The pipe organ at St. Mary’s Cathedral in Kingston, Ont. Photo courtesy Jeffrey Moellman

This is no pipe dream

By 
  • May 22, 2019

Even a parishioner listening closely during Mass would not know the meticulous care that Jeffrey Moellman brings to every note he plays on the organ at St. Mary of the Immaculate Conception Cathedral. 

This 114-year-old pipe organ in Kingston, Ont., can still play heavenly music, but it has also seen better days. 

Before Christmas, two pieces broke off, “So I had two sets of pipes that I was not able to use but I was planning to. The instrument is just becoming unreliable,” said Moellman, the cathedral’s organist and music director since 2017. 

“But all of this is something I would notice or maybe my choir notices when I make a funny face when I hear something is not right but the average person in the congregation may think that the organ plays loudly and don’t hear any major problem with it.”

St. Mary’s organ has 53 ranks of 2,798 pipes but Moellman is only able to use two-thirds of them because of broken stops or valves. There is a whole repertoire that Moellman has had to shelve for the music ministry because the melody contains notes that he wouldn’t be able to play. 

But there is a plan to bring the organ back to its former glory. St. Mary’s is hosting a concert on May 26 to help raise money for its restoration. Different groups in the cathedral’s music ministry will perform, including the Cantors of the Cathedral Choir and the Cathedral Youth Singers. 

“The organ serves as the backbone for the whole music ministry,” said Moellman. “When you sit in church, you’re actually sitting inside of the instrument because the room becomes part of the instrument.”

Moellman said organs are installed and designed to complement the specific acoustics of the room it is in. Because of this, each organ is one-of-a-kind.

St. Mary’s organ was donated and installed in 1905 by a well-known Canadian organ-building firm, Karn-Warren. The firm is known to have installed many notable organs around the country, including at St. James Anglican Cathedral in Toronto and Notre-Dame Basilica in Montreal. 

Construction began on St. Mary’s in 1842 and it officially opened on Oct. 4, 1848. The building was enlarged in 1889, 16 years before the organ dominated the gallery on the cathedral’s south wall. The organ remained relatively unchanged until it was restored for $90,000 in the mid-1970s by the Kingston firm of Frederick Wm. Knapton and Son. 

Moellman said the estimate for a full organ restoration today ranges from several hundred thousand dollars to about $1.2 million. Right now, the priority is to refurbish and upgrade the main keyboard console. He also wants to repair any broken valves for the stops and the pipes to ensure proper airflow within the instrument. In total, these repairs are estimated to cost anywhere from $80,000 to $200,000.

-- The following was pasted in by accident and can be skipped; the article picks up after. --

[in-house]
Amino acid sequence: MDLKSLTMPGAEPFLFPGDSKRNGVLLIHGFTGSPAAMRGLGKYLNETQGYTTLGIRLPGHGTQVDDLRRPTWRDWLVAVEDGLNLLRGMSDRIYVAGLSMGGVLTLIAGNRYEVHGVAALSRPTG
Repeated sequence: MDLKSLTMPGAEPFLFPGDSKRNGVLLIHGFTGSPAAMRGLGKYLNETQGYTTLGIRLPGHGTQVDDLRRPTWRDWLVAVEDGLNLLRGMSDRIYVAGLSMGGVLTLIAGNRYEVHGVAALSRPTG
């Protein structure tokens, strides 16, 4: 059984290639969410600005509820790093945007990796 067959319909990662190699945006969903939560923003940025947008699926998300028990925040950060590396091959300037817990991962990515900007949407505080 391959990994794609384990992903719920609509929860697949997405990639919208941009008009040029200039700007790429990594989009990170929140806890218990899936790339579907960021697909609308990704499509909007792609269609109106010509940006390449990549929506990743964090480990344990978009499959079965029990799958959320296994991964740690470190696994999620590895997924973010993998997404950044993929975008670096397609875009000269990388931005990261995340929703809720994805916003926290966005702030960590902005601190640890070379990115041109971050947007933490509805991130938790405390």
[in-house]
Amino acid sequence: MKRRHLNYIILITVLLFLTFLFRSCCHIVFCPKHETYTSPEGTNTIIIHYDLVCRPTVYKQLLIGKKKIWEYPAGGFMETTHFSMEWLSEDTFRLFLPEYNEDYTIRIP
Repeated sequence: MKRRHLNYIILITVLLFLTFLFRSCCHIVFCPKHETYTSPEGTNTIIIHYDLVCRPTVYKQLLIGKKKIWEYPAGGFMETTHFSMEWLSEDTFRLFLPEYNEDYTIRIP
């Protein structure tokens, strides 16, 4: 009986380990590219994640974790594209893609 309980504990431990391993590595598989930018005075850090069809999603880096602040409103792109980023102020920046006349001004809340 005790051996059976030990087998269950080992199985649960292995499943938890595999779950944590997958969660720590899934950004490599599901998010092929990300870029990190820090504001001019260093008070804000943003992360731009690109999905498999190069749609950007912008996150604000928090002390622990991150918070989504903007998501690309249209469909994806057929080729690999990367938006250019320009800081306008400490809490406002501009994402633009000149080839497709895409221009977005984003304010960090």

The organ restoration will be a long-term project and Moellman said there are still further conversations to be had with different organ builders on what the most cost-effective plan will be for the cathedral. 

“Any organ that is old is going to, at some point, require an investment and what we’re trying to do right now is to see how much of the instrument is worth repairing, what parts need to be replaced,” said Moellman. “The way that we’re looking to keep as much of the instrument as we can is just kind of a way of paying tribute to the people who came before us who had this idea that the church needed this instrument to express beauty in our worship.”

Moellman, 39, began playing the organ when he was eight or nine years old in Independence, Ky. His parish’s local organist taught him how to play and even allowed him to occasionally play during Mass. When he was 12, he joined the adult choir and played at some weekend Masses.

When Moellman entered high school, he became an organist for the diocesan cathedral which was next door to his school. Though his first degree at Thomas More University was for Computer Information Systems with a minor in Business, he returned to his true passion and studied Organ Performance at the Cleveland Institute of Music. He also has a master’s degree in Choral Conducting from Kent State University. 

It was in Cleveland that he met his wife, Caroline Bourque Moellman, who is a professional violinist. Together, they have four musically-talented children. 

“This is something that I often tell people. Because I was needed in the music ministry, when maybe in high school, I had not been as interested in going to church, I still had a reason that I enjoyed being there,” he said.

Before bringing his talents to St. Mary’s Cathedral, he taught choral workshops and master classes at Our Lady Seat of Wisdom Academy (now College) in Barry’s Bay, Ont. He was music director and organist at Church of the Guardian Angels in Orillia, Ont., starting in 2010 and founded Chamber Music Orillia in 2011. 

“Ultimately, the organ is a very technical instrument but really it helps us to express our faith. It helps us to worship and it helps our music ministry to lead our congregation in worship, both our parish and our whole diocese as the mother Church of the diocese.”

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